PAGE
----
The Dominican government dropped charges against him last month after Hernandez completed a work program in which he met with young players and discouraged them from changing their names to play in the U.S. Hernandez has said he wanted to come forward an reveal his true identity but was “scared to reveal what happened” after other players were caught lying about their names and birthdates.
He applied for a visa to rejoin the Indians, who were forced to make moves in case Hernandez was not allowed to return. It’s not known if Hernandez’s application has been reviewed by U.S. authorities.
Hernandez was also placed on Major League Baseball’s restricted list. As he sorts out his legal entanglement, Carmona has been working out and pitching in the Dominican Republic. The Indians have stayed in touch with him throughout the process and have even videotaped him at their baseball academy in the Dominican to track his progress.
Hernandez, who signed with Cleveland’s organization as a free agent in 2000, has had a tumultuous career with the Indians.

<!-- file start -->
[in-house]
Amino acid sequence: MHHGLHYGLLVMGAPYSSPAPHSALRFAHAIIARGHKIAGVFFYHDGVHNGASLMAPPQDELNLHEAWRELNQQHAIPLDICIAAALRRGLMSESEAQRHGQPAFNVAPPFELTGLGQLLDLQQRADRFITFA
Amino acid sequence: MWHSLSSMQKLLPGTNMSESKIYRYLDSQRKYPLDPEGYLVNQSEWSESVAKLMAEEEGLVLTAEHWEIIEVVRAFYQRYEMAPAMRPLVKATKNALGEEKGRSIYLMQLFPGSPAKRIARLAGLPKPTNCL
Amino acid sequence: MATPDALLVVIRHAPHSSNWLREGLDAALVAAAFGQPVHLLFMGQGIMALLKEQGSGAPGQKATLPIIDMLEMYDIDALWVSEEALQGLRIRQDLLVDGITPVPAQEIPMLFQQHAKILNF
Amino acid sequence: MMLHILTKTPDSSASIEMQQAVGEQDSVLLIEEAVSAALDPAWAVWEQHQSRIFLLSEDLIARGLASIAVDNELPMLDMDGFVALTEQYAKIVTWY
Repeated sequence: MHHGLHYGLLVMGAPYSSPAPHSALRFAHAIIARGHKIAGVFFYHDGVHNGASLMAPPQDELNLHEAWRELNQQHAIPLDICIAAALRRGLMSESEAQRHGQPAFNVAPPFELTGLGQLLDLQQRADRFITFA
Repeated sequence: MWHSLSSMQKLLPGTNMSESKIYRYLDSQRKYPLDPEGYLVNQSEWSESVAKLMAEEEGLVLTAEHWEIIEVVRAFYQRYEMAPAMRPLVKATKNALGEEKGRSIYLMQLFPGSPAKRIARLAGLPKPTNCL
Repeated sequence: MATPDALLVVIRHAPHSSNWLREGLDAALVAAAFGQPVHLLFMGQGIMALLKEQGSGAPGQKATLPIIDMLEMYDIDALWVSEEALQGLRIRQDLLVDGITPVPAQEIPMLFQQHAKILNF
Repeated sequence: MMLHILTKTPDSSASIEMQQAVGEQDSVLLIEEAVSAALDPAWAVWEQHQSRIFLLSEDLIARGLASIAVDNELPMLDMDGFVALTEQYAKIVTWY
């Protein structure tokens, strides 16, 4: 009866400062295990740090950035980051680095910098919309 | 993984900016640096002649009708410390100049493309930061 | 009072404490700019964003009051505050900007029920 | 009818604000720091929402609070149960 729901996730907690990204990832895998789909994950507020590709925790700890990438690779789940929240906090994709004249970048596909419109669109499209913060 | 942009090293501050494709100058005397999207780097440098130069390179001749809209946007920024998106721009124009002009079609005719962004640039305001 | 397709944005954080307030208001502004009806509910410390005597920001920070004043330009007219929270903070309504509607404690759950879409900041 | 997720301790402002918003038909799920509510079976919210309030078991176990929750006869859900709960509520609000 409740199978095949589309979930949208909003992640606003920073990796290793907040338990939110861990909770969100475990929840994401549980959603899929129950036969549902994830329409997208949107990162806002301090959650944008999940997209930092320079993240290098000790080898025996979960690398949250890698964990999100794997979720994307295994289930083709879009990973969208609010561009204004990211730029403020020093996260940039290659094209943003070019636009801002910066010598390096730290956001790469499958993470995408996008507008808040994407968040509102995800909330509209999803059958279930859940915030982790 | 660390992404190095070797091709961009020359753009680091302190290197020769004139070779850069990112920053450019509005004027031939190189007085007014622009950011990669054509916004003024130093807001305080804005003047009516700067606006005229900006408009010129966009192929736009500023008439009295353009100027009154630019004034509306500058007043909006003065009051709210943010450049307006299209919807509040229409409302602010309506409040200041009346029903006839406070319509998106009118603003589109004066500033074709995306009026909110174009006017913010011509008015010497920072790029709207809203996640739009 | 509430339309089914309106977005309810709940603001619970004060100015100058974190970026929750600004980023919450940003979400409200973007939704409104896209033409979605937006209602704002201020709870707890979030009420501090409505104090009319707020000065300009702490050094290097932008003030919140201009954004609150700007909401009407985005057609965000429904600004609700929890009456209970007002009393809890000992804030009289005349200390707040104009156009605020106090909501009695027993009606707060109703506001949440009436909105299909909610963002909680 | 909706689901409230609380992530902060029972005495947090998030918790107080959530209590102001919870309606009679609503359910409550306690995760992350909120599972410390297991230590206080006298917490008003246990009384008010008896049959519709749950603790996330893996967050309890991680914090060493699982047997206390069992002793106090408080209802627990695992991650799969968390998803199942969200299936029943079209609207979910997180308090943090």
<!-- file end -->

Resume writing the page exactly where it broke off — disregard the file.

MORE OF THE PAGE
After going 1-10 mostly as a reliever in 2006, he went 19-8 the following season, forming a 1-2 combination with CC Sabathia that helped Cleveland get to the ALCS. Hernandez was on the brink of stardom, but after going 8-7 in 2008, he was sent to the low minor leagues in 2009 to work on his mechanics and psyche.
He bounced back and won 13 games in 2010, and although his record didn’t show it, Hernandez, who started the season opener in 2011, stayed injury free and provided valuable innings while going 7-15 with a 5.25 ERA in 32 starts.
At this point, the Indians can only hope he makes another one.